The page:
We are approaching a watershed example of that irreconcilability. The self-proclaimed “most generous people on earth” are about to deport three quarters of a million young people to countries that many of them have never known, an action that will not only tear apart families, but place many of them at great risk.
This is going to happen because, contrary to the lie that Republicans want to “solve the problem” of “the dreamers,” their base does not want to solve the problem. They want to get rid of these mostly non-white young people, and to make sure that more like them don’t come here.
Historic analogies are always tricky, especially when you bring up the subject of Nazi Germany. But in the mid-1930s, years before the Holocaust, the German government considered deporting German Jews to Madagascar, a place that none of them had ever seen. It was just one of many warning signs of what was to come.
While the United States is not a cruel country, cruel people are now in power, and they continue to appeal to the worst instincts of a segment of the population. For a majority of Americans, the deportation of this group of young people will be a moral stain that will haunt us for decades to come. For the 30 percent, it will be good riddance.
In life, there is always a continuum. From time to time, leaders emerge who seem to be capable of anything. We are now living in such a time. And there are always zealots on the continuum who are willing to follow those leaders and do the dirty work.
Down the continuum from the zealots there are the supporters and opportunists, those who go along with the program because it seems to be the winning side. These are the Ron Johnsons of the world. Johnson may be a cipher, a know-nothing and a mediocrity, but autocracies, failed democracies and horrific events always float on a sea of ciphers, know-nothings and mediocrities. There are always lots of Ron Johnsons.
And, “on the ground,” there is the 30 percent, the so-called “base.” In our country, it consists primarily of white Christians, a group that believes it is being victimized and insists on its own innocence in all matters.
Many might be called the “ordinary people,” those who either do not care, or care but don’t do anything. They will try to avoid this moral dilemma. They will make adjustments and go about their business. As Tolstoy said in Anna Karenina, “There are no conditions to which a person cannot become accustomed, especially if he sees everyone around him living in the same way.”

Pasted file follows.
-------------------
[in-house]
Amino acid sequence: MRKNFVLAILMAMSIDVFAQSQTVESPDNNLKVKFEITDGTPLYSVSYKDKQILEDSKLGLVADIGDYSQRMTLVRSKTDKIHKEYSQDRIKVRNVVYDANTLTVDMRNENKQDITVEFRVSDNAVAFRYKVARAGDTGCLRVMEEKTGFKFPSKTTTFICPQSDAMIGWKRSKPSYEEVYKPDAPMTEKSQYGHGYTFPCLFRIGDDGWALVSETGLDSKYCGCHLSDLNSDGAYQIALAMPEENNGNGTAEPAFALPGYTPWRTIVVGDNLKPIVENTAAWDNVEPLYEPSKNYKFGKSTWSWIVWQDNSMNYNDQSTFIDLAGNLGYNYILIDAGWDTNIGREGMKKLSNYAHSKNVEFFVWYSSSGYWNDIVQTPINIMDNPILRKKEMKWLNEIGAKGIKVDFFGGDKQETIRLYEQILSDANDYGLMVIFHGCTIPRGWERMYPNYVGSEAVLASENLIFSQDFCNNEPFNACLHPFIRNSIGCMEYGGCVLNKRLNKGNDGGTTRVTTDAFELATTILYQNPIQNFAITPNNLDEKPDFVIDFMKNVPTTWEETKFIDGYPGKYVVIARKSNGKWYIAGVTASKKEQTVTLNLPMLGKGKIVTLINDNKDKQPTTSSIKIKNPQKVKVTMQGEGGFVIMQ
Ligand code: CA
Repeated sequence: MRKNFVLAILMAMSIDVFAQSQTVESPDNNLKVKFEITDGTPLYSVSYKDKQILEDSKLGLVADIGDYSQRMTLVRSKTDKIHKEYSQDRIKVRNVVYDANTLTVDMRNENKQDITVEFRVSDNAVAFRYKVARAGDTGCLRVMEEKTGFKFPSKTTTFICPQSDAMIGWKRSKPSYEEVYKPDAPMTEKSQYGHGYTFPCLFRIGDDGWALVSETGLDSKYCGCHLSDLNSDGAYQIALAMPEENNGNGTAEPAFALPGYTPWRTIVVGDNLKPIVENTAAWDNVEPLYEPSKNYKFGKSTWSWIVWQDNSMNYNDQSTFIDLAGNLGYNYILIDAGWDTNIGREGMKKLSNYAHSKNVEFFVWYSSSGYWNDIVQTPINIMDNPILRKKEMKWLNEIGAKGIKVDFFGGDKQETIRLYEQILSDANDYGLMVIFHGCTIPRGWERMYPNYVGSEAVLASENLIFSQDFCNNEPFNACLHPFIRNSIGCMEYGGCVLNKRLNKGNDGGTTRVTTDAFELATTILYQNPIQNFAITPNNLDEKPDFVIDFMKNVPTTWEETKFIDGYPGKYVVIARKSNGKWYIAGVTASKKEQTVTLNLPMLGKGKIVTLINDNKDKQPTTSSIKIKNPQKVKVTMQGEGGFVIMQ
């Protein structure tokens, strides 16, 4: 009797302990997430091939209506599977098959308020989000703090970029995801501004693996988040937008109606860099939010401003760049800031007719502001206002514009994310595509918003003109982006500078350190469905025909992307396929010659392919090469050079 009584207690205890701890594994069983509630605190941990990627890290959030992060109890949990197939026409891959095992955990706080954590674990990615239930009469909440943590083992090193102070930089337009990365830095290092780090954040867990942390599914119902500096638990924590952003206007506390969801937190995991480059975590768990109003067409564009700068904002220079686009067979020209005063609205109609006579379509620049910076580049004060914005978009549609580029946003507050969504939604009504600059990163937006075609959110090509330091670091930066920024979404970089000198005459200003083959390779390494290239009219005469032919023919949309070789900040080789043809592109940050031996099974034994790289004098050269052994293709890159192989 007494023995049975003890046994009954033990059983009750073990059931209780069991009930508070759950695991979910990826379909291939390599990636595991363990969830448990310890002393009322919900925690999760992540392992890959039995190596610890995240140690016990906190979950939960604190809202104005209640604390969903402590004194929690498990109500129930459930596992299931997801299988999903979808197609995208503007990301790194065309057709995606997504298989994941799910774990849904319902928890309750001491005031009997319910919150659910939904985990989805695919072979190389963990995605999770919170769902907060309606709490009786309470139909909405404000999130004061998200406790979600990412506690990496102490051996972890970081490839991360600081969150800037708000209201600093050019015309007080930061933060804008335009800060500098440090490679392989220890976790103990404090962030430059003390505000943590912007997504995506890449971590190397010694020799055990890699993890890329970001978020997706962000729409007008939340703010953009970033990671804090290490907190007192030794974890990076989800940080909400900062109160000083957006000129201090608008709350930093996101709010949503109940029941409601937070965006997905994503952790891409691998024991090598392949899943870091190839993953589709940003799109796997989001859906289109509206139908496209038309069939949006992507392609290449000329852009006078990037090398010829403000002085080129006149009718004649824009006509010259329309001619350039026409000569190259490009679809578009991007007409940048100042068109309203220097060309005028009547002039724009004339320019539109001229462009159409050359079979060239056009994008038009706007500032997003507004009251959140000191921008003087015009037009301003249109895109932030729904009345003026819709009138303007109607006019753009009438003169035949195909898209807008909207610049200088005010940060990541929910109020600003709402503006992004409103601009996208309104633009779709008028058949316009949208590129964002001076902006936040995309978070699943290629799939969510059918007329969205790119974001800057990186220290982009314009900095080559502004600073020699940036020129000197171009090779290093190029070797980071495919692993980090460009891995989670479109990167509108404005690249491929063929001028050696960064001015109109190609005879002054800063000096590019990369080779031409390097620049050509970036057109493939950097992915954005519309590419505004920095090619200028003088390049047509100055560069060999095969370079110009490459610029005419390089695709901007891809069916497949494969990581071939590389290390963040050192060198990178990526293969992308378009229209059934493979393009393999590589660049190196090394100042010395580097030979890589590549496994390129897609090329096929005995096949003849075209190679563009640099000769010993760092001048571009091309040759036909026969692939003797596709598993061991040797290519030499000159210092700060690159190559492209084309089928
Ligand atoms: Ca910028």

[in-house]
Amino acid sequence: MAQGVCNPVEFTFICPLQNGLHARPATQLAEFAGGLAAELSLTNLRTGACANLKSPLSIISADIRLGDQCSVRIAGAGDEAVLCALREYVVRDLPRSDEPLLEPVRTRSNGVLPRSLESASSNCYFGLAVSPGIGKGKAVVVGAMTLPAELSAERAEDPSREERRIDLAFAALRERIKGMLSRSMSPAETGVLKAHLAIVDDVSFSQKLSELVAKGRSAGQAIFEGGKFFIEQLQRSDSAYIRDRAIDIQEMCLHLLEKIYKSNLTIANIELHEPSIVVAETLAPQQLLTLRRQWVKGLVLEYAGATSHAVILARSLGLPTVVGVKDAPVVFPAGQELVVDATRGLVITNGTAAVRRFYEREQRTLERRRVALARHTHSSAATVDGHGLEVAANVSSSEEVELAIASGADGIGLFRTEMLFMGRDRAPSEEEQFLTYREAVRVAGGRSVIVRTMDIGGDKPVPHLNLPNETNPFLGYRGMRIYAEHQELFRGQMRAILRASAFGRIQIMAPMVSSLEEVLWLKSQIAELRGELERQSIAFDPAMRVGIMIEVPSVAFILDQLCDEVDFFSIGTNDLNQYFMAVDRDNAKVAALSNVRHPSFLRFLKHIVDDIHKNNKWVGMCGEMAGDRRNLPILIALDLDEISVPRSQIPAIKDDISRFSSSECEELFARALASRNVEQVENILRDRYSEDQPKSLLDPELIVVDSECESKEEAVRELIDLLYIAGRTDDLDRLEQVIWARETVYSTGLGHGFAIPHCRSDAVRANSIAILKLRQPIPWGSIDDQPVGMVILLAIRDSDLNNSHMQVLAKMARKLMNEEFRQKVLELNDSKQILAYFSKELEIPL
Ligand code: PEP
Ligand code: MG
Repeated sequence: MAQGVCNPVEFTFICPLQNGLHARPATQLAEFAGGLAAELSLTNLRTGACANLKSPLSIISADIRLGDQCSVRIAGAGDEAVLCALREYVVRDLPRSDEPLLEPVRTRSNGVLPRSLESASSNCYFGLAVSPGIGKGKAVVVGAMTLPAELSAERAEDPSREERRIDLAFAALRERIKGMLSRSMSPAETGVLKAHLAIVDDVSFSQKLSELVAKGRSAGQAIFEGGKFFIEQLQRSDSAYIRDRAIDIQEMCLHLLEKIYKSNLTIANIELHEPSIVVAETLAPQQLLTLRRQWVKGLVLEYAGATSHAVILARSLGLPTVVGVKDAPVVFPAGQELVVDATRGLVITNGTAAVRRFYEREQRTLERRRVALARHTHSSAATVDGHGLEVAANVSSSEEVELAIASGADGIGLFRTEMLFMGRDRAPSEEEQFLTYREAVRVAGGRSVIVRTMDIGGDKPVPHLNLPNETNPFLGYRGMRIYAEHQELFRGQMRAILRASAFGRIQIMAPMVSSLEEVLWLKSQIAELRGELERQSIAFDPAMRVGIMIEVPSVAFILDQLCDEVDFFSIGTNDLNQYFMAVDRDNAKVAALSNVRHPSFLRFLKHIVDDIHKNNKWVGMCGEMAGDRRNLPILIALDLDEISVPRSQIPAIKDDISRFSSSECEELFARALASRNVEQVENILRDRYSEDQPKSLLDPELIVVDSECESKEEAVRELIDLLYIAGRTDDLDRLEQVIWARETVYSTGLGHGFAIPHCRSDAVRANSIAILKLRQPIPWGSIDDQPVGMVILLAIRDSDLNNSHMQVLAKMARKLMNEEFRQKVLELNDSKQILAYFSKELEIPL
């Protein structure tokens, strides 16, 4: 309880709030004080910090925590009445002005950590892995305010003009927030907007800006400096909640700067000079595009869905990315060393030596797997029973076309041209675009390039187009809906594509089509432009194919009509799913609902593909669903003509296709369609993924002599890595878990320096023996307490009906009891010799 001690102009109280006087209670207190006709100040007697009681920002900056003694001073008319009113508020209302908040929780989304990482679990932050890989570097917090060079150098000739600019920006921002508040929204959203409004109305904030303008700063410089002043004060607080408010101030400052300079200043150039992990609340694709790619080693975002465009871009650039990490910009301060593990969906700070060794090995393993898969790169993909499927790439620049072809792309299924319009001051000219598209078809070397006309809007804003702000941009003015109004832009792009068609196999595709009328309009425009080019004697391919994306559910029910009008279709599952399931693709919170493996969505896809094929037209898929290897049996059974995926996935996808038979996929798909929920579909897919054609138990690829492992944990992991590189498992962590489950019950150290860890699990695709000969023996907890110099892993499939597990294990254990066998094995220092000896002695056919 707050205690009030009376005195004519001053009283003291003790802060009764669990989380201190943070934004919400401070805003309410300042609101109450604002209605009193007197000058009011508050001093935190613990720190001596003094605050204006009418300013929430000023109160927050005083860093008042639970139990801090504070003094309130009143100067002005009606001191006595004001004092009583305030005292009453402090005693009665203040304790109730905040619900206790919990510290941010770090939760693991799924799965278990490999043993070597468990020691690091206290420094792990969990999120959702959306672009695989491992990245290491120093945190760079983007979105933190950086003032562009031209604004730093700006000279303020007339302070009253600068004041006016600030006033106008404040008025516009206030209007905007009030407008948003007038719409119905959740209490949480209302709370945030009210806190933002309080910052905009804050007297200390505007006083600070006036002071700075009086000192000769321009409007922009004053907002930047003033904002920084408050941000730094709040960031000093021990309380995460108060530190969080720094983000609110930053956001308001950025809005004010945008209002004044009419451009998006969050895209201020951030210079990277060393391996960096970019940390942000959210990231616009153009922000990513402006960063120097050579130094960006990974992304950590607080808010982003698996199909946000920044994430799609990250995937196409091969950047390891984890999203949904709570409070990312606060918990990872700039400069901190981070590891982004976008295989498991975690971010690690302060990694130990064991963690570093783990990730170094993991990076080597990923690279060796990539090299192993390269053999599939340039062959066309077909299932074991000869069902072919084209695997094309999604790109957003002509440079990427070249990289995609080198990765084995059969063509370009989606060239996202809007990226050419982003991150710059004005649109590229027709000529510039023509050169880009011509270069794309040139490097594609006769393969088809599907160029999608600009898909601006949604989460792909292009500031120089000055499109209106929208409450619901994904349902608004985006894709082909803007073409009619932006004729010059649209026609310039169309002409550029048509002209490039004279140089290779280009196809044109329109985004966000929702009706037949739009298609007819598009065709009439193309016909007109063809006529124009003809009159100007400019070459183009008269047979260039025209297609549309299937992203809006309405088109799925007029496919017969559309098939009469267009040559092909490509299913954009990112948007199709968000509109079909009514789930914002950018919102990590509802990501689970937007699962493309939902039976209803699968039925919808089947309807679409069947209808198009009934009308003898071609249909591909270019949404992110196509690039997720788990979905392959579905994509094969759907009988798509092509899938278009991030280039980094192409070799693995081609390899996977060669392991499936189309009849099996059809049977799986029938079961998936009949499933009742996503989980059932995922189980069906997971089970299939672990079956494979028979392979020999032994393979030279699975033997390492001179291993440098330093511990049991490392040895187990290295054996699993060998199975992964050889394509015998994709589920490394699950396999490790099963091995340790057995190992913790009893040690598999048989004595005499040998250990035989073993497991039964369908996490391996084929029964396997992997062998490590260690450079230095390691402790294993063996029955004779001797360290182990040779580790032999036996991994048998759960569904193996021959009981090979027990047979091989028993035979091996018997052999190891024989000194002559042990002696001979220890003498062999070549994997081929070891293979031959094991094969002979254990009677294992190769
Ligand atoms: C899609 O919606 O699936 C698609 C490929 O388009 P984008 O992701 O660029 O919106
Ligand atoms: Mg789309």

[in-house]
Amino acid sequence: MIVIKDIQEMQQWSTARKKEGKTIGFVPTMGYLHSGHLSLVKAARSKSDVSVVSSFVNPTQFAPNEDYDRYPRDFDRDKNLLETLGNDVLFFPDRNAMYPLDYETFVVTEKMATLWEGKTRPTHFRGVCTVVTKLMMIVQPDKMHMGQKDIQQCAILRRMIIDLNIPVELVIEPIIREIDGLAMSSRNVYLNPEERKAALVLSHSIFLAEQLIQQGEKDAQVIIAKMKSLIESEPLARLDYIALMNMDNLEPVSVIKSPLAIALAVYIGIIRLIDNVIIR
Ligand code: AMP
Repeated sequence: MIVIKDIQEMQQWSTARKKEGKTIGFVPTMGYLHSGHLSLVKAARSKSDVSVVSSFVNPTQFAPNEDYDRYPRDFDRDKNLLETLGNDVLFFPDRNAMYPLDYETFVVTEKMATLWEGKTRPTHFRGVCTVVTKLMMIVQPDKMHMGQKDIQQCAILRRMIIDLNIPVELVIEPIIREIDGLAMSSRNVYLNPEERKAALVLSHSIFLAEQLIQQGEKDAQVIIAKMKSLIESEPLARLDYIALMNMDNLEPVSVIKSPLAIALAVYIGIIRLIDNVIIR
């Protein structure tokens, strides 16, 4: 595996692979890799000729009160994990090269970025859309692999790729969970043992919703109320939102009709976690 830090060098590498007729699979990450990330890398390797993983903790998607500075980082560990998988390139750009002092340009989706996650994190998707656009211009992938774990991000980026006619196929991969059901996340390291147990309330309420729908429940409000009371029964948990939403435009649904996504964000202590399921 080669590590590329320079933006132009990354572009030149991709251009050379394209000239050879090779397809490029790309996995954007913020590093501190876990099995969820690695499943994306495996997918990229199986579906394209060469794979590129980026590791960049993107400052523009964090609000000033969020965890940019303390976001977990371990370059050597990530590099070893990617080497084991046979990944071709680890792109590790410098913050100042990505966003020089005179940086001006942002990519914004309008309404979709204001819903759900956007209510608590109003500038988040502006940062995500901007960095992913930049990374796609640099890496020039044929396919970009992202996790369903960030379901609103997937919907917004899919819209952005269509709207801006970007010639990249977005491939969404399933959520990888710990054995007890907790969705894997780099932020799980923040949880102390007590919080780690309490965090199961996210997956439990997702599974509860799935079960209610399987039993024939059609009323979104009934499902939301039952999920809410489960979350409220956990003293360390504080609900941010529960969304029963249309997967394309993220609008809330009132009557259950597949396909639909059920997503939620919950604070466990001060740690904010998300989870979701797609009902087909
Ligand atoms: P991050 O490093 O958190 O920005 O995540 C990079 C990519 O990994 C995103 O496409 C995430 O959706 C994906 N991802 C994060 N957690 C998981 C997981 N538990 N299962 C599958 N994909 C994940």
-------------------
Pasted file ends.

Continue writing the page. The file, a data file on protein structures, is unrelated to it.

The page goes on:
The line between politics and morality is always ambiguous–except when it isn’t. You might be able to make the case that using the lives of 700,000 young people as a bargaining chip is just politics. That is the Republican argument. To most Republicans, these young people are an abstraction. But the fate of this group represents a profound moral challenge for our country. This is not just politics. And their lives aren’t abstractions. A moral choice is being made.
Despite the speed at which change is occurring, many people have already grown accustomed to what is happening to our country. A large minority, the base, actually likes it, especially the constant search for scapegoats. In decades past, those on the political left in America carelessly tossed around terms like “fascist,” “racist” and “Nazi.” They were warned that those terms would lose all resonance when the real thing came down the road. We may be paying the price for the failure to heed those warnings.
In 1935, Sinclair Lewis wrote It Can’t Happen Here, “it” being the rise of the Nazis. It Can’t Happen Here was an early rejection of the belief in American exceptionalism. It may be time for a rewrite.
Frank Schneiger is founder and president of Frank Schneiger and Associates, a management planning and consulting firm, and has held top government positions for both the city of New York and the Commonwealth of Massachusetts.